How often have you heard people say something at the gym like the following? “Time to work the chest!” “It’s arm day – gonna work the bi’s and tri’s.” “Oh boy – leg day!” Okay, nobody says the last one. But many of us tend to structure our workouts around body parts – arms, legs, shoulders. But what about our brain? How many of us think about the role our nervous system plays in movement? All right, I need you all to stay with me here because I’m not asking you to add a brain day to your chest, back, and arm days.
What I am asking you to do is consider why you work out and whether working body parts is actually going to achieve the goal that you want. If you’re a competitive bodybuilder, then yes, looking at your muscles from a micro perspective – e.g. front, middle, and rear deltoids – is vital. But how many of you are competitive bodybuilders? What if your goal is to lose 20 pounds and 3% body fat? Will working your arms help? Yes, a little but not nearly as much as doing total body, multi joint movements like wall balls or burpees (yes, I used the B word). What if your goal is to improve your golf game or do better in your rec softball league? I suggest you look at the top athletes in your sport of choice and ask yourself, “Do the best pitchers have the biggest biceps?” or “Do the best golfers have thick traps?” What if your goal is simply to be strong and lean? Do the strongest and leanest people you know do a lot of isolation work of their muscles or do they do a lot of total body, complex movements like squats or box jumps?
So how does the nervous system play into this? Okay, a little science: Your nervous system is made up of your central nervous system (CNS), which consists of the nerves in your brain and spinal cord, and the peripheral nervous system (PNS), which consists of the nerves that feed the rest of your body. These systems control the voluntary and involuntary nervous systems. The involuntary nervous system governs functions like respiration, heart rate, and digestion. The voluntary nervous system controls our movement. This is the part I’m talking about training. (Source: PubMed Health)
Have you ever seen that guy in the gym who isn’t very big but somehow is able to move more weight than seems possible? (I like to be that guy). Have you ever wondered how a diminutive pitcher like Tim Lincecum can throw a baseball so hard or how a 5’9” Rory McIlroy can be the longest driver on tour? (Source: pgatour.com). The answer lies in the fact that true strength and power involves far more than muscle. If we know that the voluntary nervous system governs movement, we know that movement starts in the brain. We conceptualize the movement we want to create, whether it be throwing a ball or pressing a barbell overhead, and our brain sends signals through our nervous system to the various body parts involved in the movement to fire in a specific sequence. The more finely tuned that process, the more efficient the movement.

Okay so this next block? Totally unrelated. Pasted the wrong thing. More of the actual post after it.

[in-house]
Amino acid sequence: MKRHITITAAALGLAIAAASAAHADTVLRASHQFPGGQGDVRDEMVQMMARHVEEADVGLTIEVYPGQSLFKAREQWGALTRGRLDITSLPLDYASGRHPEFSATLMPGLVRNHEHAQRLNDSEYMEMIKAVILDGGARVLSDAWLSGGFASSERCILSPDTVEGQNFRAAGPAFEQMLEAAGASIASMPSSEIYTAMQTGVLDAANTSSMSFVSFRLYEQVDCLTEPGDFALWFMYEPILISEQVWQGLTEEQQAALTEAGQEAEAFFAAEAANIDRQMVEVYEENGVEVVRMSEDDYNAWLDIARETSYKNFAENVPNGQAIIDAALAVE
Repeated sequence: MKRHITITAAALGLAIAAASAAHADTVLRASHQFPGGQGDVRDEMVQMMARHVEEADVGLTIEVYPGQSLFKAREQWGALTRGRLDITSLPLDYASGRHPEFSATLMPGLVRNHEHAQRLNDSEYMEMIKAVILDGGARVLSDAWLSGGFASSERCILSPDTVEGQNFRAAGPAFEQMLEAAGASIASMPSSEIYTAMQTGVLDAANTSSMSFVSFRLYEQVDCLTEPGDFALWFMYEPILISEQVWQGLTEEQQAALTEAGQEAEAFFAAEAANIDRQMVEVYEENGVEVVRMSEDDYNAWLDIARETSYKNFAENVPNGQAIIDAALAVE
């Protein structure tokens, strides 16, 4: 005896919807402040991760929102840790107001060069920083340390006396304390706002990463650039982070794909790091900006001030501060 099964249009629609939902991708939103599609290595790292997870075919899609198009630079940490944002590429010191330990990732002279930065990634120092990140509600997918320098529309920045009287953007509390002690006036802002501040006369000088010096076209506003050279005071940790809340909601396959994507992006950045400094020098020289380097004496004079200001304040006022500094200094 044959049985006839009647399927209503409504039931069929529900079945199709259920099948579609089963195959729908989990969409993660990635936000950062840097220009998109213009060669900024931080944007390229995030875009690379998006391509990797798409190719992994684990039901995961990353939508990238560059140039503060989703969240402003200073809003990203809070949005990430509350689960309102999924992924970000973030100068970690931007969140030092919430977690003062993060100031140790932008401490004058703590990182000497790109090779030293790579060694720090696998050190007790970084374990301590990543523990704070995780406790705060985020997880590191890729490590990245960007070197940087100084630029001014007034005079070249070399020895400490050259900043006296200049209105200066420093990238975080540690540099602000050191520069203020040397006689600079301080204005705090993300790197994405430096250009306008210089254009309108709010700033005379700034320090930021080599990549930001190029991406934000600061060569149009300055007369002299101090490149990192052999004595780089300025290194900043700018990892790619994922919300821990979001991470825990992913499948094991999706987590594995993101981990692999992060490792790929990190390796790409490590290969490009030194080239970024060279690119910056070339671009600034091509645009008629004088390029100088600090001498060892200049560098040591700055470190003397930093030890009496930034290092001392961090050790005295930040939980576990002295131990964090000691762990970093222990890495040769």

“What you think, you become.” – Buddha
Here’s where how we train determines how well we move. People who move weights on a machine or run on a powered treadmill tend to get good at moving weights on a machine and running on a powered treadmill. Athletes who train their nervous system to fire muscles in the correct sequence tend to become really good at movement. When we practice a movement, we are training our neuromuscular system (the combination of our nervous system and muscles working together). The problem is that your neuromuscular system remembers the pattern you repeat, good or bad. The noted exercise expert Paul Chek talks about how many people learn a dysfunctional neurological pattern in movement and when they train, they simply drive that dysfunctional pattern deeper into the system, making it much harder to learn a more efficient movement pattern.
Here’s an example I encounter with clients: many people want to be able to execute pull-ups and with good reason, since a pull-up is a basic and highly functional movement that can help you in everything from rock climbing to pulling a child in a wagon. But relatively few people can execute an unassisted pull-up. But why? Are we all hopelessly weak? I’ve found that the answer lies in the fact that almost every client I’ve worked with has learned a dysfunctional pulling pattern (I know this because I was one of those people). Because we do so many everyday activities with our hands, we tend to think of the pulling motion as something that starts with the hands and moves to the arms. Over and over I see people squeezing the pull-up bar with a death grip and tensing their arms in a vain attempt to pull themselves up. The correct pulling pattern – and one that we see all other primates like chimpanzees and orangutans effortlessly demonstrating – starts with the large, powerful latissimus dorsi muscles in our back, with our arms and hands acting simply to assist in the movement. Once a correct neuromuscular pattern is learned, the pull-up becomes relatively easy.
“Most exercise and performance programs assume the current level of physiology and metabolism limits power, but what about the neuromuscular system? Maybe that could be the limiting factor. Could each of us be walking around with untapped power?” – Gray Cook
The answer to the question posed by Gray Cook, one of our country’s foremost movement experts, is YES. You have vast reserves of untapped power in your body that can be unlocked by training your neuromuscular system the right way. I suggest you find a fitness professional who teaches movement, rather than a trainer who simply builds muscle, and I think you’ll be surprised by the athleticism you never knew you had. Happy brain training!